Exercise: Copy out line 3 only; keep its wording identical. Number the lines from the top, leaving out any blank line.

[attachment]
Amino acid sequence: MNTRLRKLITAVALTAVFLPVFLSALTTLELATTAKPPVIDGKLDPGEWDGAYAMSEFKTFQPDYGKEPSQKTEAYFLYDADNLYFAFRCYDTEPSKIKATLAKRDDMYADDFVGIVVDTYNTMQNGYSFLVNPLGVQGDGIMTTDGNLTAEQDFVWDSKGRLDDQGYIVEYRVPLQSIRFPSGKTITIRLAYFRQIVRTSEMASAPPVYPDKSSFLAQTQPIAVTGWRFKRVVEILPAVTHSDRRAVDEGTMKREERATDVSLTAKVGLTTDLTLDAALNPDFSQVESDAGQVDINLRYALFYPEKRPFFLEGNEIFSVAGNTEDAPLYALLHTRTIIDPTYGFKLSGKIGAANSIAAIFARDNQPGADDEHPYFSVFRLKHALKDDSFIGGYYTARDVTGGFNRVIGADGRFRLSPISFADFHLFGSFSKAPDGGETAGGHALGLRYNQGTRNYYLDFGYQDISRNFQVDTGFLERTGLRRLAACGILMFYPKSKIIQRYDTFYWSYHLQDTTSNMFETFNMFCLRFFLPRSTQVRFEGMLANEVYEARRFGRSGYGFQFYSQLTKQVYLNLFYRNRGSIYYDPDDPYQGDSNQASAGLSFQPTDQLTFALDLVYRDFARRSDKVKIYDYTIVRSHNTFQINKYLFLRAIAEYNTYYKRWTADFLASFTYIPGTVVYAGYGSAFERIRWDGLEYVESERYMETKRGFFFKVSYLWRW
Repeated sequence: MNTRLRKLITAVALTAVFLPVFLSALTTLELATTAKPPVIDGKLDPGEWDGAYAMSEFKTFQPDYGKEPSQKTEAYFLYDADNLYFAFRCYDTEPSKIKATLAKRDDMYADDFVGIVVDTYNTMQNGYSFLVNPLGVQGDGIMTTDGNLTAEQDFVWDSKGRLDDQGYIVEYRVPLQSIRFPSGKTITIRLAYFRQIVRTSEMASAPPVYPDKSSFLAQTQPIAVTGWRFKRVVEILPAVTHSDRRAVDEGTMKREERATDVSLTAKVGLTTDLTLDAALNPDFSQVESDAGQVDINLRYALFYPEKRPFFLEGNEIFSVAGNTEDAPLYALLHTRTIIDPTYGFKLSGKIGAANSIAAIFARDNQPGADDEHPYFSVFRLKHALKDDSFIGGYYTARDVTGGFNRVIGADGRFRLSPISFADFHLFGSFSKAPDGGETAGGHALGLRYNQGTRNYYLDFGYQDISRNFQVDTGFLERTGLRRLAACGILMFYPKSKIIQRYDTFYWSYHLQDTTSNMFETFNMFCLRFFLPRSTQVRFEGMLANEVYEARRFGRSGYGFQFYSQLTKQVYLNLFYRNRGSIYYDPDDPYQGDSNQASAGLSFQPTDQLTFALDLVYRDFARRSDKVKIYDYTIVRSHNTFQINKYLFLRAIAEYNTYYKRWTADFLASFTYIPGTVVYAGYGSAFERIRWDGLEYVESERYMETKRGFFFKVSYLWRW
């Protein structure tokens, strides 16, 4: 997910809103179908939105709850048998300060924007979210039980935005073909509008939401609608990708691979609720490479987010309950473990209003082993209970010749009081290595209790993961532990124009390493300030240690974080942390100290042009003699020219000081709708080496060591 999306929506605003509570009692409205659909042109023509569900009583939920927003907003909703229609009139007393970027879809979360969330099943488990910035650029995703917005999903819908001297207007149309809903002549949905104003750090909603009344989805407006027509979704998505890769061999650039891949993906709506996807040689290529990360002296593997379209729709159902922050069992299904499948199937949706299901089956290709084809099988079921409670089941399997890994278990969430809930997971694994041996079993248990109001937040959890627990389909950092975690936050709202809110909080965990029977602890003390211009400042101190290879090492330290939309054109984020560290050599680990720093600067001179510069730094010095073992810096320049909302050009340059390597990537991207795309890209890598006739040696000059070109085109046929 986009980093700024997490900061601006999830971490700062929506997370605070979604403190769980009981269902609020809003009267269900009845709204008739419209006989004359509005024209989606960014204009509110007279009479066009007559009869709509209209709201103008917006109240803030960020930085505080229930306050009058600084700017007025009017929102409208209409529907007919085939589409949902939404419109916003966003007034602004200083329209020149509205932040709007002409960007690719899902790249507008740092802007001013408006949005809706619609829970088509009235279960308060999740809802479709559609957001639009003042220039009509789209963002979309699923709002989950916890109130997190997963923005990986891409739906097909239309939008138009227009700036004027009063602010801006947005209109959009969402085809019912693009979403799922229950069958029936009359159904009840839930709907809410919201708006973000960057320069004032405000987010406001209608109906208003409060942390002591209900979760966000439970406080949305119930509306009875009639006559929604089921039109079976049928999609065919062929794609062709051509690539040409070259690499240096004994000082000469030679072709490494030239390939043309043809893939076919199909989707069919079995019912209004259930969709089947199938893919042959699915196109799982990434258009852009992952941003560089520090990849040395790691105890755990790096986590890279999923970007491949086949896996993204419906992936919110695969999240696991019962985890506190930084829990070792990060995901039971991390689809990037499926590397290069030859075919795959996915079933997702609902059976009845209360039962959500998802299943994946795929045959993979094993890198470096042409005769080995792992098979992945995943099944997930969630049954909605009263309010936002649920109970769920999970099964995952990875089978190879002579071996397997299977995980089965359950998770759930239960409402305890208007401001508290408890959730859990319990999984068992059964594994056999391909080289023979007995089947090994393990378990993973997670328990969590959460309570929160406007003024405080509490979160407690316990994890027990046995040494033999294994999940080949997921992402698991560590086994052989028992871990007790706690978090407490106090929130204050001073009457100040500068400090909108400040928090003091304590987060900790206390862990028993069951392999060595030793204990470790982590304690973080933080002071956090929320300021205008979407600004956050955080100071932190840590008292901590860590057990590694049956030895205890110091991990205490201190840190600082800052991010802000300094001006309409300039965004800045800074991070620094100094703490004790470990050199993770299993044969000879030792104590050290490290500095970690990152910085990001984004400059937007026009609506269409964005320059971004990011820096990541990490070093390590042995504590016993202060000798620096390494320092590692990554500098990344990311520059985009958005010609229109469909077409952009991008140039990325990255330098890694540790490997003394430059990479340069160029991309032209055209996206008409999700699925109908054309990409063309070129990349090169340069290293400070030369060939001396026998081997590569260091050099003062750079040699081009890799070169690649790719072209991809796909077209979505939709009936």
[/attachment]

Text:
């Protein structure tokens, strides 16, 4: 997910809103179908939105709850048998300060924007979210039980935005073909509008939401609608990708691979609720490479987010309950473990209003082993209970010749009081290595209790993961532990124009390493300030240690974080942390100290042009003699020219000081709708080496060591 999306929506605003509570009692409205659909042109023509569900009583939920927003907003909703229609009139007393970027879809979360969330099943488990910035650029995703917005999903819908001297207007149309809903002549949905104003750090909603009344989805407006027509979704998505890769061999650039891949993906709506996807040689290529990360002296593997379209729709159902922050069992299904499948199937949706299901089956290709084809099988079921409670089941399997890994278990969430809930997971694994041996079993248990109001937040959890627990389909950092975690936050709202809110909080965990029977602890003390211009400042101190290879090492330290939309054109984020560290050599680990720093600067001179510069730094010095073992810096320049909302050009340059390597990537991207795309890209890598006739040696000059070109085109046929 986009980093700024997490900061601006999830971490700062929506997370605070979604403190769980009981269902609020809003009267269900009845709204008739419209006989004359509005024209989606960014204009509110007279009479066009007559009869709509209209709201103008917006109240803030960020930085505080229930306050009058600084700017007025009017929102409208209409529907007919085939589409949902939404419109916003966003007034602004200083329209020149509205932040709007002409960007690719899902790249507008740092802007001013408006949005809706619609829970088509009235279960308060999740809802479709559609957001639009003042220039009509789209963002979309699923709002989950916890109130997190997963923005990986891409739906097909239309939008138009227009700036004027009063602010801006947005209109959009969402085809019912693009979403799922229950069958029936009359159904009840839930709907809410919201708006973000960057320069004032405000987010406001209608109906208003409060942390002591209900979760966000439970406080949305119930509306009875009639006559929604089921039109079976049928999609065919062929794609062709051509690539040409070259690499240096004994000082000469030679072709490494030239390939043309043809893939076919199909989707069919079995019912209004259930969709089947199938893919042959699915196109799982990434258009852009992952941003560089520090990849040395790691105890755990790096986590890279999923970007491949086949896996993204419906992936919110695969999240696991019962985890506190930084829990070792990060995901039971991390689809990037499926590397290069030859075919795959996915079933997702609902059976009845209360039962959500998802299943994946795929045959993979094993890198470096042409005769080995792992098979992945995943099944997930969630049954909605009263309010936002649920109970769920999970099964995952990875089978190879002579071996397997299977995980089965359950998770759930239960409402305890208007401001508290408890959730859990319990999984068992059964594994056999391909080289023979007995089947090994393990378990993973997670328990969590959460309570929160406007003024405080509490979160407690316990994890027990046995040494033999294994999940080949997921992402698991560590086994052989028992871990007790706690978090407490106090929130204050001073009457100040500068400090909108400040928090003091304590987060900790206390862990028993069951392999060595030793204990470790982590304690973080933080002071956090929320300021205008979407600004956050955080100071932190840590008292901590860590057990590694049956030895205890110091991990205490201190840190600082800052991010802000300094001006309409300039965004800045800074991070620094100094703490004790470990050199993770299993044969000879030792104590050290490290500095970690990152910085990001984004400059937007026009609506269409964005320059971004990011820096990541990490070093390590042995504590016993202060000798620096390494320092590692990554500098990344990311520059985009958005010609229109469909077409952009991008140039990325990255330098890694540790490997003394430059990479340069160029991309032209055209996206008409999700699925109908054309990409063309070129990349090169340069290293400070030369060939001396026998081997590569260091050099003062750079040699081009890799070169690649790719072209991809796909077209979505939709009936």